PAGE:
Ehsan Qureshi, a correspondent with the state-run Associated Press of Pakistan, said footage of him talking to Woolmer was used by the British broadcaster in a defamatory manner.
The segment, part of a Panaroma programme called 'Death at the World Cup,' showed Qureshi in conversation with Woolmer at a social event during the two days before the coach died.
In a legal notice served to the BBC, his lawyers said the programme "gave an impression as if me and the other gentleman accompanying him were the suspects or had anything to do with the death of Bob Woolmer."
Woolmer was found dead in his hotel room in Jamaica the morning after Pakistan crashed out of the tournament. Police believe he was murdered.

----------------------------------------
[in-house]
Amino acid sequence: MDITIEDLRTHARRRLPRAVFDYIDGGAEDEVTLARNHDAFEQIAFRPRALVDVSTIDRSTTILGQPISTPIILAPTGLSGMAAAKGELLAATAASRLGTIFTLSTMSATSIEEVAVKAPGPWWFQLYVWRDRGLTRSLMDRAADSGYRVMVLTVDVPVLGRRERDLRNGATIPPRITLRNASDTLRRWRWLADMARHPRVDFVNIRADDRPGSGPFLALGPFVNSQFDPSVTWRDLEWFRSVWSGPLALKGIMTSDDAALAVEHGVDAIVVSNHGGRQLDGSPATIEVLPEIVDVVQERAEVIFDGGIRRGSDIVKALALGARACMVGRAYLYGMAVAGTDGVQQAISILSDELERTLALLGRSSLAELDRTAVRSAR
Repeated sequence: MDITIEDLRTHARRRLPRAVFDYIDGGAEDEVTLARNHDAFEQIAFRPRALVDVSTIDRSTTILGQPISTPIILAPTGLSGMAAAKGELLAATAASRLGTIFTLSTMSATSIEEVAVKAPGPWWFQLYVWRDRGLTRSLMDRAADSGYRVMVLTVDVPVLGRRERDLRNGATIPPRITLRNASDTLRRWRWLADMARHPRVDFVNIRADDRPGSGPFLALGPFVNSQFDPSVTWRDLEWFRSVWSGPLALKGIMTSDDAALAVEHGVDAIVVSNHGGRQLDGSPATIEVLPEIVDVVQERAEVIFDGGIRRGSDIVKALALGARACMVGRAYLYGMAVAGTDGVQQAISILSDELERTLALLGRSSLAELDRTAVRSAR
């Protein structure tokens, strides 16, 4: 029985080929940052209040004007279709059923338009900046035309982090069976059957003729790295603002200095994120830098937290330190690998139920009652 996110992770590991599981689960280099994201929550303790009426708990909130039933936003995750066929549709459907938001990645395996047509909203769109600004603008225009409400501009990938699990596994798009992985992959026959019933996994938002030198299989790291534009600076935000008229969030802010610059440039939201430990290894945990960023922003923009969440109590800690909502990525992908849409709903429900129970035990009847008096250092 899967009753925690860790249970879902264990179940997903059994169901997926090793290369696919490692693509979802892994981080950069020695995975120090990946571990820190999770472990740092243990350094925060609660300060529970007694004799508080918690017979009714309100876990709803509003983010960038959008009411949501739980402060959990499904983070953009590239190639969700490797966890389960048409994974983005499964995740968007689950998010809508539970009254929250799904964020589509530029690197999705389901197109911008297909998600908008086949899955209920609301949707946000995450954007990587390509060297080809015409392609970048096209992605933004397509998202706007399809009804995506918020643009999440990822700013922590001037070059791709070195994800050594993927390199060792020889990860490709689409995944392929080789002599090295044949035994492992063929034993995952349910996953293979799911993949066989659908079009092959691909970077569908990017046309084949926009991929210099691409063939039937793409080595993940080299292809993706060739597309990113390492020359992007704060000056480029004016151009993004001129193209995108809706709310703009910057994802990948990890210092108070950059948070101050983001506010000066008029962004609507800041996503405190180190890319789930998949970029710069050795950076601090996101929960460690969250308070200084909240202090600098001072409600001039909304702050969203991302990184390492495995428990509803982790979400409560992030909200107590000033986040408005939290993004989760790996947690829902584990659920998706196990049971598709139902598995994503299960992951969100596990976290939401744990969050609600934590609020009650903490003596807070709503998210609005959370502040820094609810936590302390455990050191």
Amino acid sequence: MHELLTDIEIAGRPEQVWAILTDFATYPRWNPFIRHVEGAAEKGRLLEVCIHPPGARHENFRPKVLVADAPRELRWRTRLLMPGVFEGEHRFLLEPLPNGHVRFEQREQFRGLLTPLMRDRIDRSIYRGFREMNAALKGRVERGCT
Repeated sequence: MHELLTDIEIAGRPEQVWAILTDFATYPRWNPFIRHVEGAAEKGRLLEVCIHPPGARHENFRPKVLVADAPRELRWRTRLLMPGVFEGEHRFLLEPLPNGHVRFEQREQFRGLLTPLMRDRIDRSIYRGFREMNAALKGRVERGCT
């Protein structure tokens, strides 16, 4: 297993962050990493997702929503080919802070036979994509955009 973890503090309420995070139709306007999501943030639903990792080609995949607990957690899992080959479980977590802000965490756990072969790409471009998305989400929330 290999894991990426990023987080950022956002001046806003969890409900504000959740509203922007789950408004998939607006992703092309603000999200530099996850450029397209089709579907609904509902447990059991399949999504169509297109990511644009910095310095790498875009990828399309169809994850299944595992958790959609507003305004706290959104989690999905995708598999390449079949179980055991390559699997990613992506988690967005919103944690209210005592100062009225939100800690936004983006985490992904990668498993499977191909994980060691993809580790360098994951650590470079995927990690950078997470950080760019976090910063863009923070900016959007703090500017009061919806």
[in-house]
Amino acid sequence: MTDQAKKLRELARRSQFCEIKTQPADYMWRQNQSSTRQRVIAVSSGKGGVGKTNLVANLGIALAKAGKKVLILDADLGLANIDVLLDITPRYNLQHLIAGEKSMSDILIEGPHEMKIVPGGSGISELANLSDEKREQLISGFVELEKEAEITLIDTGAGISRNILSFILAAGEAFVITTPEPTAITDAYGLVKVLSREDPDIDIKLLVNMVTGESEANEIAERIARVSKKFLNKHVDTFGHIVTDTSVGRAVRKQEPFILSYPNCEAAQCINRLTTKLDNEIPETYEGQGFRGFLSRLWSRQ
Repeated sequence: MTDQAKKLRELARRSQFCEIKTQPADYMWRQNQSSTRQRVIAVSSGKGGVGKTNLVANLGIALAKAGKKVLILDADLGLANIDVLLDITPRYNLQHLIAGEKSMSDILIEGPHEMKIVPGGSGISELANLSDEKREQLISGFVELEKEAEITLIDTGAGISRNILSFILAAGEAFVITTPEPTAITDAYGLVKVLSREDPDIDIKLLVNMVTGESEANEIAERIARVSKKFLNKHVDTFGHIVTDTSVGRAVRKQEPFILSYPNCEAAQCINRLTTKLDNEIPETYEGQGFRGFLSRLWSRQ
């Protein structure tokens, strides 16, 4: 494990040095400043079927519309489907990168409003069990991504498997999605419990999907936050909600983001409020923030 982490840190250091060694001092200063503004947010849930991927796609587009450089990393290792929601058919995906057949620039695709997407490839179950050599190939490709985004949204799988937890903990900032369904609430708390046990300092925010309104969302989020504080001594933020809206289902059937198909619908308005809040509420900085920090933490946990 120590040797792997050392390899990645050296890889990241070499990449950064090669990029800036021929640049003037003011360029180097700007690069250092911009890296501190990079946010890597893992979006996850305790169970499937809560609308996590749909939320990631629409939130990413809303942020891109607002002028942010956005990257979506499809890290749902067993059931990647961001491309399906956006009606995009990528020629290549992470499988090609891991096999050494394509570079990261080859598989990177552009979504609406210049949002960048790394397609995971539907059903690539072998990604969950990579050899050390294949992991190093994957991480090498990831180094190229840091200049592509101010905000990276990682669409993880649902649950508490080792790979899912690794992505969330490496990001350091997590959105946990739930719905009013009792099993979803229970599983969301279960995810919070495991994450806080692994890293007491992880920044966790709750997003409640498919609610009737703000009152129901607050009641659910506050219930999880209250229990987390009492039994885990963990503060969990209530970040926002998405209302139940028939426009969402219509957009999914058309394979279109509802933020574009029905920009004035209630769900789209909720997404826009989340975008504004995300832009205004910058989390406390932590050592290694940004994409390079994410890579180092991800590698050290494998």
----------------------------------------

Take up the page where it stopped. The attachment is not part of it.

Qureshi's lawyer claimed the programme "was an attempt to malign my client to connect him with an offence to which he had no concern at all," according to the writ seen by AFP on Tuesday.
He said the programme was screened on the international BBC World channel, and clips were re-broadcast on Pakistani and Indian networks. Qureshi said the footage caused him and his family distress.
No suspects have been arrested over Woolmer's death, which recent reports suggest may have been from natural causes.